Clutching My Pearls is my ongoing blog series about my take on Jane Austen’s beliefs and ideas, as based on her novels. Click here for the first in the series.
In an earlier post, I mentioned that I don't think her novels are about political or social themes. Jane Austen is a moralist who critiqued the world around her, but she's not a revolutionary.
The first example I’m going to look at in depth involves Dr. Helena Kelly's take on the hidden meaning of the militia in Pride and Prejudice.
According to Dr. Kelly, when the militia marches into town, the reader should be feeling an uncomfortable tingle up the back of his neck.
"The militias aren’t in the novel to provide young men for the five unmarried Bennet girls to dance with; they bring with them an atmosphere that is highly politically charged; they trail clouds of danger—images of a rebellious populace, of government repression, and, more distant but insistent nevertheless, of the fear of what might happen if the men in the militia, the troops, mutiny."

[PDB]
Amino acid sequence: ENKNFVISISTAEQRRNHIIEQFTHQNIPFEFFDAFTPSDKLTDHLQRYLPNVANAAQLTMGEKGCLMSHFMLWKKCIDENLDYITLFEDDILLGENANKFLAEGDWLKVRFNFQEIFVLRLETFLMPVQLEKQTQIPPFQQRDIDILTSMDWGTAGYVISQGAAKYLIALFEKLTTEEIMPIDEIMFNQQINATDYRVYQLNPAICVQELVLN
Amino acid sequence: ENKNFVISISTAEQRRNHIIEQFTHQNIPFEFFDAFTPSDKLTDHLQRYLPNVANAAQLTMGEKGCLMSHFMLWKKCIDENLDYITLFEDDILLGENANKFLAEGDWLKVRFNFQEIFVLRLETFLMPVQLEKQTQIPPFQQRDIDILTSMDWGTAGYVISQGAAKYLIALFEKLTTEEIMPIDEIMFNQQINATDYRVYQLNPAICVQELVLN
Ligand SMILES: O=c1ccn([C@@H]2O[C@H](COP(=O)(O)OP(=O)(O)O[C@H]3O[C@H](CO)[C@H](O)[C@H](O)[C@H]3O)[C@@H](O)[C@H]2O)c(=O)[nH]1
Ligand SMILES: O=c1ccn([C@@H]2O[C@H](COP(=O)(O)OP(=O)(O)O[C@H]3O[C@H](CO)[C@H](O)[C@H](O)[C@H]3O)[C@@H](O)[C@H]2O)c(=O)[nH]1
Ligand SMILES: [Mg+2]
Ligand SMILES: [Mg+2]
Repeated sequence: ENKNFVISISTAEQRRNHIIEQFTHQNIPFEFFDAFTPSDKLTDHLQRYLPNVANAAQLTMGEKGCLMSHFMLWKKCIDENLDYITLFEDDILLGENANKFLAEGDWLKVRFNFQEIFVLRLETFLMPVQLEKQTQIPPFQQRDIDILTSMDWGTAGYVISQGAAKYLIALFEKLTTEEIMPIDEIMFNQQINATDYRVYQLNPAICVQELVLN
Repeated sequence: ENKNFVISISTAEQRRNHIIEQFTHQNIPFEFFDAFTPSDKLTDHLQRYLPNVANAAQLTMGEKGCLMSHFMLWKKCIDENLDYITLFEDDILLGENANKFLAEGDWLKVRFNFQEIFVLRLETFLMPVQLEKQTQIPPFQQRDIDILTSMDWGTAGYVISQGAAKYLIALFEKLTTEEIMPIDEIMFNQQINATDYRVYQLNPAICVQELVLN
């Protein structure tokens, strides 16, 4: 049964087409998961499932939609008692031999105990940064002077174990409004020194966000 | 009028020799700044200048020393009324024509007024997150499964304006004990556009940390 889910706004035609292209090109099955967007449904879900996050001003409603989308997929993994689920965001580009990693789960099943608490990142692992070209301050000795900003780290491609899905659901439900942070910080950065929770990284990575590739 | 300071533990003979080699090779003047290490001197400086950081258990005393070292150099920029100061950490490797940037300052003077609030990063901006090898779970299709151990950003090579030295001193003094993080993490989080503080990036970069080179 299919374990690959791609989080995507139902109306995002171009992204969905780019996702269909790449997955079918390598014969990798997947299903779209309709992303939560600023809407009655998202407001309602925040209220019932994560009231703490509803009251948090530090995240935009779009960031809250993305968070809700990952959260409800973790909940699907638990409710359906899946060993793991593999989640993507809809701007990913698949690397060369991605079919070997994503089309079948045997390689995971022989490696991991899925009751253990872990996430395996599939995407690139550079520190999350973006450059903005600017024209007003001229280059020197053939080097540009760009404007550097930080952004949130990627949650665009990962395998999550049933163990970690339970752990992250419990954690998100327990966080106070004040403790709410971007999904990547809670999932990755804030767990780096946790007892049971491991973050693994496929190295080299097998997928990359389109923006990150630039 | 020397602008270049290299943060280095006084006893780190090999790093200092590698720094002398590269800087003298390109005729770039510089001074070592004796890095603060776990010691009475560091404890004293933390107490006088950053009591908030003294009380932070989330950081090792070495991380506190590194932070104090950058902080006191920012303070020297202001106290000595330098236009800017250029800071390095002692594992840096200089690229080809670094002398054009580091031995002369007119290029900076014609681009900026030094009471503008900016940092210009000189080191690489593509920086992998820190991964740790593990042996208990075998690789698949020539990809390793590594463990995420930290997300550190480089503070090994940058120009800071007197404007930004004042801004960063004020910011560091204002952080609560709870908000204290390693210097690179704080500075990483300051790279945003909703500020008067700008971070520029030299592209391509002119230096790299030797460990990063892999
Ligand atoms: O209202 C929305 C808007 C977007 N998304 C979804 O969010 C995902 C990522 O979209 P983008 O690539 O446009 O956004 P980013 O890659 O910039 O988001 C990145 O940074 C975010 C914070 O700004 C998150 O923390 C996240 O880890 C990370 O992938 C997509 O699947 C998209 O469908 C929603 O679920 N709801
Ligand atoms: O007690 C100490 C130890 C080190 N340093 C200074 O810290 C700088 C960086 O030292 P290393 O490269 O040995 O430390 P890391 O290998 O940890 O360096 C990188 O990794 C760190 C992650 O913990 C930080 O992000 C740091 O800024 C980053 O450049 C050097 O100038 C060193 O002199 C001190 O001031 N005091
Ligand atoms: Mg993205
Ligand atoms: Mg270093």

So, are we supposed to feel uneasy about the militia in Pride and Prejudice?....
Austen doesn't dwell on this sordid side of things. Instead, Kitty and Lydia go into a tizzy over the officers. Even Mrs. Bennet is excited, ("I remember the time when I liked a red coat myself very well—and, indeed, so I do still at my heart") and Mr. Bennet rolls his eyes and goes to his study.
And Pride and Prejudice isn't the only novel which shows a regiment encamped in a British village to the delight of its female inhabitants. In the opening scenes of Eglantine, or the Family of Fortescue, (1816), Lucy and Sophia Mansel are pouting over the departure of a regiment.
Actually, putting down seditious uprisings was the reason for having a militia. Nothing unspoken about it. It was right there in the founding legislation. There was no police force in Regency England, nor could the economy of that time sustain a standing police force everywhere, so gentlemen in every county were appointed officers of the militia and able-bodied men were trained at regular intervals, to be called out in the event of emergencies, such as popular rebellion.
Suppose that a riot erupted in Meryton and the officers were ordered to put it down. Kelly starts with the assumption that the novel-readers of Austen's time would identify not with the officers, but with the rioters. Really? Austen is writing for the propertied, monied, class, not landless peasants.